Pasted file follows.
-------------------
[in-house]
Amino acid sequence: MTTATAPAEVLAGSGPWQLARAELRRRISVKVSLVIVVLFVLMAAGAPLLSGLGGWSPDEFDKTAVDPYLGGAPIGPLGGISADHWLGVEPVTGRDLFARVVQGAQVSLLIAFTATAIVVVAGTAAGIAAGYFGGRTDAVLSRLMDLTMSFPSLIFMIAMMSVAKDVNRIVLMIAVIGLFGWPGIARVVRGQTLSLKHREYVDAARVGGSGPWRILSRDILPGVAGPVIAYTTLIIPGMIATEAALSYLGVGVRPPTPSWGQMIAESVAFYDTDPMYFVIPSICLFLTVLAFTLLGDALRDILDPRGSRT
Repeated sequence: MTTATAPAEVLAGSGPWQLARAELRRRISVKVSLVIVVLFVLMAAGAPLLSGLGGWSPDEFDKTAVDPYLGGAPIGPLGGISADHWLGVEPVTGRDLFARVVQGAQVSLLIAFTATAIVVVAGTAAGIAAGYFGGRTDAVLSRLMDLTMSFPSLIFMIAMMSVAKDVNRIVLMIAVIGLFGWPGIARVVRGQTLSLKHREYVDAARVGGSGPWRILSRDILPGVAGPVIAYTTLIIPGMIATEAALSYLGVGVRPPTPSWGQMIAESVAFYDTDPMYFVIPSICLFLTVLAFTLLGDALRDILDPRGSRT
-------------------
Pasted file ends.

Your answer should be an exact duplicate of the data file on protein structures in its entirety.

[in-house]
Amino acid sequence: MTTATAPAEVLAGSGPWQLARAELRRRISVKVSLVIVVLFVLMAAGAPLLSGLGGWSPDEFDKTAVDPYLGGAPIGPLGGISADHWLGVEPVTGRDLFARVVQGAQVSLLIAFTATAIVVVAGTAAGIAAGYFGGRTDAVLSRLMDLTMSFPSLIFMIAMMSVAKDVNRIVLMIAVIGLFGWPGIARVVRGQTLSLKHREYVDAARVGGSGPWRILSRDILPGVAGPVIAYTTLIIPGMIATEAALSYLGVGVRPPTPSWGQMIAESVAFYDTDPMYFVIPSICLFLTVLAFTLLGDALRDILDPRGSRT
Repeated sequence: MTTATAPAEVLAGSGPWQLARAELRRRISVKVSLVIVVLFVLMAAGAPLLSGLGGWSPDEFDKTAVDPYLGGAPIGPLGGISADHWLGVEPVTGRDLFARVVQGAQVSLLIAFTATAIVVVAGTAAGIAAGYFGGRTDAVLSRLMDLTMSFPSLIFMIAMMSVAKDVNRIVLMIAVIGLFGWPGIARVVRGQTLSLKHREYVDAARVGGSGPWRILSRDILPGVAGPVIAYTTLIIPGMIATEAALSYLGVGVRPPTPSWGQMIAESVAFYDTDPMYFVIPSICLFLTVLAFTLLGDALRDILDPRGSRT